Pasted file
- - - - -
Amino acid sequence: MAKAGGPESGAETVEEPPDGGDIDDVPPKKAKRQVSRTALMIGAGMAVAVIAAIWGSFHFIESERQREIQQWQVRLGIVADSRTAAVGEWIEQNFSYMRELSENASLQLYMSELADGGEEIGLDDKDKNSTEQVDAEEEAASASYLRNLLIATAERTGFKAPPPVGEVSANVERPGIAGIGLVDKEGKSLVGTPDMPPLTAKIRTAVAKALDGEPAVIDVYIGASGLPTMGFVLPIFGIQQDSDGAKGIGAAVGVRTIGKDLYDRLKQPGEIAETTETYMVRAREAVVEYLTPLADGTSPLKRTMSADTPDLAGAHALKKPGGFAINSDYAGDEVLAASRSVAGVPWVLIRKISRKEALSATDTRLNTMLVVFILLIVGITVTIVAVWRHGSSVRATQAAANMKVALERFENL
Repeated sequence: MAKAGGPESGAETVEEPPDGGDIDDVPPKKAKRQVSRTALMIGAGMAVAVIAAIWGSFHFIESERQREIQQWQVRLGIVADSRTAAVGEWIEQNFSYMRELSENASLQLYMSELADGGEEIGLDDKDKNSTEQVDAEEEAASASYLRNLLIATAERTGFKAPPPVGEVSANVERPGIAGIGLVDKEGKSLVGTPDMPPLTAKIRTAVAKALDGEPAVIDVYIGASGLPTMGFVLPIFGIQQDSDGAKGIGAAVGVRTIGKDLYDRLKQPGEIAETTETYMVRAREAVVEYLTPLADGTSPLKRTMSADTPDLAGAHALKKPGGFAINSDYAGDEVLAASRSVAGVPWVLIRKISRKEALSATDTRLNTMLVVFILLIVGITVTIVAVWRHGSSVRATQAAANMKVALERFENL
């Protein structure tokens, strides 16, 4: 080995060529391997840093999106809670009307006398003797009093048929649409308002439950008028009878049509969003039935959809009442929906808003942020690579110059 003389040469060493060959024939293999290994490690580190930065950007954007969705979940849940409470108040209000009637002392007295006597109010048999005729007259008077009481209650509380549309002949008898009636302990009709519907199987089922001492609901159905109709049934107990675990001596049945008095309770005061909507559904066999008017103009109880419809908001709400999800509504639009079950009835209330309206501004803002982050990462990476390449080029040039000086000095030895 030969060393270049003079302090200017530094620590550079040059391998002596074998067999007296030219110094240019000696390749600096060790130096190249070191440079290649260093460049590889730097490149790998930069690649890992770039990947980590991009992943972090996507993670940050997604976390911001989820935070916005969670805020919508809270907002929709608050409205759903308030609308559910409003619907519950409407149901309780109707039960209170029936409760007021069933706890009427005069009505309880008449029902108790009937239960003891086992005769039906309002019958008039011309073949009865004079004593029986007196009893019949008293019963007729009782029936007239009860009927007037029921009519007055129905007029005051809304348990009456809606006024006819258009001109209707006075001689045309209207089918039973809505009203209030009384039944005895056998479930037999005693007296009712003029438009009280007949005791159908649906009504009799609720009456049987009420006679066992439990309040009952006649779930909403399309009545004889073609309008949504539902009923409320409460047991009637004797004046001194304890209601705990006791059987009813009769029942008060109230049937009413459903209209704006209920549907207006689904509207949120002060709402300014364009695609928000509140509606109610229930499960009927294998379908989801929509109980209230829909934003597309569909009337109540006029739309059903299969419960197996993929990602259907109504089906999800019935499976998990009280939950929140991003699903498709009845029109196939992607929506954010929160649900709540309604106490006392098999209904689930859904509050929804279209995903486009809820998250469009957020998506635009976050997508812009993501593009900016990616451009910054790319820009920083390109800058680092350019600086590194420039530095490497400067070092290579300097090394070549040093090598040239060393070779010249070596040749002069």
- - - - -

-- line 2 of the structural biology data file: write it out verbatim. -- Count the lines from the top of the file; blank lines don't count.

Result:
Repeated sequence: MAKAGGPESGAETVEEPPDGGDIDDVPPKKAKRQVSRTALMIGAGMAVAVIAAIWGSFHFIESERQREIQQWQVRLGIVADSRTAAVGEWIEQNFSYMRELSENASLQLYMSELADGGEEIGLDDKDKNSTEQVDAEEEAASASYLRNLLIATAERTGFKAPPPVGEVSANVERPGIAGIGLVDKEGKSLVGTPDMPPLTAKIRTAVAKALDGEPAVIDVYIGASGLPTMGFVLPIFGIQQDSDGAKGIGAAVGVRTIGKDLYDRLKQPGEIAETTETYMVRAREAVVEYLTPLADGTSPLKRTMSADTPDLAGAHALKKPGGFAINSDYAGDEVLAASRSVAGVPWVLIRKISRKEALSATDTRLNTMLVVFILLIVGITVTIVAVWRHGSSVRATQAAANMKVALERFENL